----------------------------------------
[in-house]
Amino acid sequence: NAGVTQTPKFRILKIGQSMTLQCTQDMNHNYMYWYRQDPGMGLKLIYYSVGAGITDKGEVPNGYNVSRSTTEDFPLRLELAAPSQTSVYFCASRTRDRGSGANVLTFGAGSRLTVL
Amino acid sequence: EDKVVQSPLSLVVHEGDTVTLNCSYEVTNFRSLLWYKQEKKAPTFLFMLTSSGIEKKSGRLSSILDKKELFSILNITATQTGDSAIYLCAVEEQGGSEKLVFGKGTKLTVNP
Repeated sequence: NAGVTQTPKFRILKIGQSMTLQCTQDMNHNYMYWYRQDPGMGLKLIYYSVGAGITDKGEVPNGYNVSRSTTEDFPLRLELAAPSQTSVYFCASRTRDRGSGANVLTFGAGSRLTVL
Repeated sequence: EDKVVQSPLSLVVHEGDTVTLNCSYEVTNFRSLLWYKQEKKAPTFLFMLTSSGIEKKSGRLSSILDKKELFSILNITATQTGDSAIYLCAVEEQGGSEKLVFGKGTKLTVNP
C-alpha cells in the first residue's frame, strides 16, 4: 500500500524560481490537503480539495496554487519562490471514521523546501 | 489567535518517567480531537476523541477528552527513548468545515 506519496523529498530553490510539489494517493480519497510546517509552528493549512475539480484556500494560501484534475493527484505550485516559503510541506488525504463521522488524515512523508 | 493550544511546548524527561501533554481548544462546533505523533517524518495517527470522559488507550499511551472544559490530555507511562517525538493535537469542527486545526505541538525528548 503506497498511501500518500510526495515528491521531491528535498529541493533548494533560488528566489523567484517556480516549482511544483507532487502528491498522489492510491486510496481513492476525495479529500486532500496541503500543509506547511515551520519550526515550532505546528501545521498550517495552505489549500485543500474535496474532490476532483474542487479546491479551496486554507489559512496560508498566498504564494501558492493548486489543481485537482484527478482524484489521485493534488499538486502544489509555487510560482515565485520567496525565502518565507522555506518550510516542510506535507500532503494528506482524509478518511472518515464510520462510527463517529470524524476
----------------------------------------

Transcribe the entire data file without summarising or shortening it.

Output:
[in-house]
Amino acid sequence: NAGVTQTPKFRILKIGQSMTLQCTQDMNHNYMYWYRQDPGMGLKLIYYSVGAGITDKGEVPNGYNVSRSTTEDFPLRLELAAPSQTSVYFCASRTRDRGSGANVLTFGAGSRLTVL
Amino acid sequence: EDKVVQSPLSLVVHEGDTVTLNCSYEVTNFRSLLWYKQEKKAPTFLFMLTSSGIEKKSGRLSSILDKKELFSILNITATQTGDSAIYLCAVEEQGGSEKLVFGKGTKLTVNP
Repeated sequence: NAGVTQTPKFRILKIGQSMTLQCTQDMNHNYMYWYRQDPGMGLKLIYYSVGAGITDKGEVPNGYNVSRSTTEDFPLRLELAAPSQTSVYFCASRTRDRGSGANVLTFGAGSRLTVL
Repeated sequence: EDKVVQSPLSLVVHEGDTVTLNCSYEVTNFRSLLWYKQEKKAPTFLFMLTSSGIEKKSGRLSSILDKKELFSILNITATQTGDSAIYLCAVEEQGGSEKLVFGKGTKLTVNP
C-alpha cells in the first residue's frame, strides 16, 4: 500500500524560481490537503480539495496554487519562490471514521523546501 | 489567535518517567480531537476523541477528552527513548468545515 506519496523529498530553490510539489494517493480519497510546517509552528493549512475539480484556500494560501484534475493527484505550485516559503510541506488525504463521522488524515512523508 | 493550544511546548524527561501533554481548544462546533505523533517524518495517527470522559488507550499511551472544559490530555507511562517525538493535537469542527486545526505541538525528548 503506497498511501500518500510526495515528491521531491528535498529541493533548494533560488528566489523567484517556480516549482511544483507532487502528491498522489492510491486510496481513492476525495479529500486532500496541503500543509506547511515551520519550526515550532505546528501545521498550517495552505489549500485543500474535496474532490476532483474542487479546491479551496486554507489559512496560508498566498504564494501558492493548486489543481485537482484527478482524484489521485493534488499538486502544489509555487510560482515565485520567496525565502518565507522555506518550510516542510506535507500532503494528506482524509478518511472518515464510520462510527463517529470524524476